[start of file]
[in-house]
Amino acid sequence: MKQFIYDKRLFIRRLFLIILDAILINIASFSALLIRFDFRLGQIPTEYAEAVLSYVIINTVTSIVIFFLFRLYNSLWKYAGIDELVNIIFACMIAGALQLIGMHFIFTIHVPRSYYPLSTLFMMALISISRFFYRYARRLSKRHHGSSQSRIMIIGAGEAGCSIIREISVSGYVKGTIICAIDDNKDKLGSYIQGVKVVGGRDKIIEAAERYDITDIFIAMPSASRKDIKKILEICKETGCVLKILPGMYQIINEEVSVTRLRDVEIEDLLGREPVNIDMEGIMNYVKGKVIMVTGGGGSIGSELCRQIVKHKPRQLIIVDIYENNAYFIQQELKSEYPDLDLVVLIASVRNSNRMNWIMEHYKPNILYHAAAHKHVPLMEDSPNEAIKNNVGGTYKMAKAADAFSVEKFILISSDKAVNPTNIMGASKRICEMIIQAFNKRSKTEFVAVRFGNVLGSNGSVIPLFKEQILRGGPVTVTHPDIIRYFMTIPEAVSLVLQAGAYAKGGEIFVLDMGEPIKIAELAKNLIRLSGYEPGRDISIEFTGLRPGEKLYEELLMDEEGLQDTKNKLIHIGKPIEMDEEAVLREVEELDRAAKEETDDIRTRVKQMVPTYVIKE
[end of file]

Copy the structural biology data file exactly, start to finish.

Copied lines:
[in-house]
Amino acid sequence: MKQFIYDKRLFIRRLFLIILDAILINIASFSALLIRFDFRLGQIPTEYAEAVLSYVIINTVTSIVIFFLFRLYNSLWKYAGIDELVNIIFACMIAGALQLIGMHFIFTIHVPRSYYPLSTLFMMALISISRFFYRYARRLSKRHHGSSQSRIMIIGAGEAGCSIIREISVSGYVKGTIICAIDDNKDKLGSYIQGVKVVGGRDKIIEAAERYDITDIFIAMPSASRKDIKKILEICKETGCVLKILPGMYQIINEEVSVTRLRDVEIEDLLGREPVNIDMEGIMNYVKGKVIMVTGGGGSIGSELCRQIVKHKPRQLIIVDIYENNAYFIQQELKSEYPDLDLVVLIASVRNSNRMNWIMEHYKPNILYHAAAHKHVPLMEDSPNEAIKNNVGGTYKMAKAADAFSVEKFILISSDKAVNPTNIMGASKRICEMIIQAFNKRSKTEFVAVRFGNVLGSNGSVIPLFKEQILRGGPVTVTHPDIIRYFMTIPEAVSLVLQAGAYAKGGEIFVLDMGEPIKIAELAKNLIRLSGYEPGRDISIEFTGLRPGEKLYEELLMDEEGLQDTKNKLIHIGKPIEMDEEAVLREVEELDRAAKEETDDIRTRVKQMVPTYVIKE